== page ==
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Marshall set to host open house for Bill Noe Flight School

CHARLESTON, W.Va. — Students interested in flying the skies through Marshall University’s Bill Noe Flight School will be able to learn more about the programs this weekend.

The flight school will host an open house for prospective students beginning at 10 a.m. on Saturday at West Virginia International Yeager Airport in Charleston. The open house and growth of the school comes at a time when there is a nationwide pilot shortage.

David Pittenger

David Pittenger, a professor at Marshall and Academic Coordinator for the Bill Noe Flight School told MetroNews that attendees will be able to take a close-up look at Marshall’s training aircraft and see the facilities.

“The guests will be able to meet our current staff, instructors and students. They will be able to look at our airplanes, tour our facilities and we have a lot to show off,” he said.

The university’s Executive Aviation Specialist and school’s namesake, Bill Noe, as well as flight school faculty members, will be on hand to meet students and answer questions. Noe will make a presentation and show off the classrooms from 10:30 to 11:15 a.m.

Following the tours are prospective student meetings in classrooms where Pittenger said they can meet with representatives from admissions and financial aid. Prospective students can also meet with a physician who provides the aviation medical exam.

The afternoon session of the open house will feature tours of facilities including introductions to the Frasca Simulators, Cirrus SR20 and Piper Seminole PA-44 aircraft on site.

A limited number of attendees will be chosen to take a ride in one of the Marshall planes or on the vintage American Airlines DC-3 that will be on view at the airport that day, a release said.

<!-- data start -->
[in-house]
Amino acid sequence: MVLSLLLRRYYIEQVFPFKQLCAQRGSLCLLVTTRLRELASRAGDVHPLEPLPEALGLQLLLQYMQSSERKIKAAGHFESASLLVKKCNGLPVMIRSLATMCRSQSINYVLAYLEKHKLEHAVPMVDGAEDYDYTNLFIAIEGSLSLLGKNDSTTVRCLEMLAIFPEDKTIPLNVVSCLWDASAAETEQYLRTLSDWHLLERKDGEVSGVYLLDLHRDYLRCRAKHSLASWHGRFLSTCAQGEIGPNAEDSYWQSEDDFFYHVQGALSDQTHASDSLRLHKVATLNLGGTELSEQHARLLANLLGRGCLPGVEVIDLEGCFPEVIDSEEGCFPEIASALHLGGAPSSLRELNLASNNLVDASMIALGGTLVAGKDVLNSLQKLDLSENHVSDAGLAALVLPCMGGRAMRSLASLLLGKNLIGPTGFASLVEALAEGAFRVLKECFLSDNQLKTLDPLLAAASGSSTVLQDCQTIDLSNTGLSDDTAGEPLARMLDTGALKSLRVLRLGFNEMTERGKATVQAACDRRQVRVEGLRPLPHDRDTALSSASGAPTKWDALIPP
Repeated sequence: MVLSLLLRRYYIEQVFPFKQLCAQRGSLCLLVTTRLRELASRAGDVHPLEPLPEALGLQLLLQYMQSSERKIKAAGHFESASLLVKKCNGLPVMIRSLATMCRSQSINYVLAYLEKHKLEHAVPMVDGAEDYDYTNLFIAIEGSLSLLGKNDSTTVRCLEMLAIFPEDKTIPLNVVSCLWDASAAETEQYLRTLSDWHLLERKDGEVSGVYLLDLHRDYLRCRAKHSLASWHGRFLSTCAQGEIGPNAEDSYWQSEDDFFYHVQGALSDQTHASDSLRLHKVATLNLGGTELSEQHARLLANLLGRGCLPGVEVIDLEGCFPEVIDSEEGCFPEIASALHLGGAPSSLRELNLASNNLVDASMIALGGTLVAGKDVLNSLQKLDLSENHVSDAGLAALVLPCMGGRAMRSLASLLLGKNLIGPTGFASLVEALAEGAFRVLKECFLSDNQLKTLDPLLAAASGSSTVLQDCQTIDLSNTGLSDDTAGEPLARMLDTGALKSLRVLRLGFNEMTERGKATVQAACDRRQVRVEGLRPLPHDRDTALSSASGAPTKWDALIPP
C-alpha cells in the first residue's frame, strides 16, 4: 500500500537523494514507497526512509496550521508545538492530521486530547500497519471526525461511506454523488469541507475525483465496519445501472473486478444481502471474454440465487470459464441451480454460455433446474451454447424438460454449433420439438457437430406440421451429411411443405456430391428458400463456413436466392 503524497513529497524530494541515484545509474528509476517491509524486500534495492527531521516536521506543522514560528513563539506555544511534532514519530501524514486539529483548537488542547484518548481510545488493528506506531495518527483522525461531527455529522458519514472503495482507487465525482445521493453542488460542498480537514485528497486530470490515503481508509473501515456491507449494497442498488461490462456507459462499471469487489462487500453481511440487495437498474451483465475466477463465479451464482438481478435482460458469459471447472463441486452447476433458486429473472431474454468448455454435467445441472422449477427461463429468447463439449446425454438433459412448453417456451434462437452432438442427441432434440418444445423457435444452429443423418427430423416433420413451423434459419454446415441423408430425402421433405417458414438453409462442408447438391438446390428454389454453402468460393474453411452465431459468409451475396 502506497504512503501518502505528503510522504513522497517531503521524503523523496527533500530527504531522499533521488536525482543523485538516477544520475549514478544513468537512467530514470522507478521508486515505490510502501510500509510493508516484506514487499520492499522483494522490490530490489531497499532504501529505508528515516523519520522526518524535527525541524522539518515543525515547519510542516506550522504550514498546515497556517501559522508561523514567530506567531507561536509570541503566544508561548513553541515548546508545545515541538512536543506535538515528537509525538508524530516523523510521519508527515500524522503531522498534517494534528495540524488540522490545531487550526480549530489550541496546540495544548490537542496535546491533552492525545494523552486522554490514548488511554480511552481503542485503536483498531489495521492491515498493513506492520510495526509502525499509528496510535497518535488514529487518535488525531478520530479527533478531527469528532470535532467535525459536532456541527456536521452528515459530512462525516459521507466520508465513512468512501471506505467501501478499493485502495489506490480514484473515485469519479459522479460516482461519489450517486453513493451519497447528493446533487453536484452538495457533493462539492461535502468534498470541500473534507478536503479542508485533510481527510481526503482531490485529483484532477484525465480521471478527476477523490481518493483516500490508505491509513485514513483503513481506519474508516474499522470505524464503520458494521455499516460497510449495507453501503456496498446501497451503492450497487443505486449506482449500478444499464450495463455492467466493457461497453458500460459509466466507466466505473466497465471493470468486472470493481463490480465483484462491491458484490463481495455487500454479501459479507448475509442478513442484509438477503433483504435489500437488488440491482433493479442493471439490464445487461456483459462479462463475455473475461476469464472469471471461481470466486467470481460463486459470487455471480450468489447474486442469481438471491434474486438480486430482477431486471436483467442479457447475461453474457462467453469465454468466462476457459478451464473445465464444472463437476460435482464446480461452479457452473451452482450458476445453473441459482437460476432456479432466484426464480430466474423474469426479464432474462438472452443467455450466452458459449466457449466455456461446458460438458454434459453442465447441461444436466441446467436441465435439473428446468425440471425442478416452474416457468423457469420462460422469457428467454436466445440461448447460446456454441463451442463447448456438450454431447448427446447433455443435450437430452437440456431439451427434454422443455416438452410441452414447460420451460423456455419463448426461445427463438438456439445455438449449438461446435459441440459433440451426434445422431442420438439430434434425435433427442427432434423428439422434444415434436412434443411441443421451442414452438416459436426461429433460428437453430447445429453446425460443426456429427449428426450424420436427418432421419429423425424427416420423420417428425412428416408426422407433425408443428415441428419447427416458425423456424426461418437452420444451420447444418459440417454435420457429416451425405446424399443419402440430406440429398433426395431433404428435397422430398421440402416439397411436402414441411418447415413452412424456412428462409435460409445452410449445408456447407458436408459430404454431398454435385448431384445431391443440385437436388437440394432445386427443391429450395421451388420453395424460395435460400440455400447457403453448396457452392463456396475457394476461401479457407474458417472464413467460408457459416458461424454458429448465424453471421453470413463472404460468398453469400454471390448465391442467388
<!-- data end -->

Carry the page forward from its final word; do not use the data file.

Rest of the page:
The flight school opened for the fall 2021 semester, offering students a chance to earn a Commercial Pilot: Fixed Wing Bachelor of Science degree. The ground and flight courses also will lead to a series of FAA certifications, preparing graduates to become commercial pilots of single and multi-engine aircraft. In addition, on Wednesday, Marshall  and Mountwest Community and Technical College’s Aviation Maintenance Technology program received its formal FAA certification.

Pittenger said now is the time to enroll in the flight school as a pilot shortage has been highlighted in the past year. The shortage has resulted in the cancellation of dozens of flights daily and cut to regional routes.

Pittenger said that the school had 24 students in the first year and expects a larger class in year two — with 23 students ready for the fall semester and another dozen in the primary phases of applying.

When in full operation, the Bill Noe Flight School is expected to enroll more than 200 students and produce some 50 commercial pilots annually. Pittenger expects that to occur in ‘five to six years.’

“We have had two students go through their mandatory FAA certification for their private license. Both students passed with flying colors. We have many more students getting ready for that same checkrite,” Pittenger said to the successes of year one.

Pittenger noted the school expects to add two new aircraft this year , August and November, including a Cirrus SR20 and Piper Seminole PA-44.

Those interested in attending the July 2 event are asked to RSVP in advance by calling 304-696-5038 or emailing bnfs@marshall.edu.

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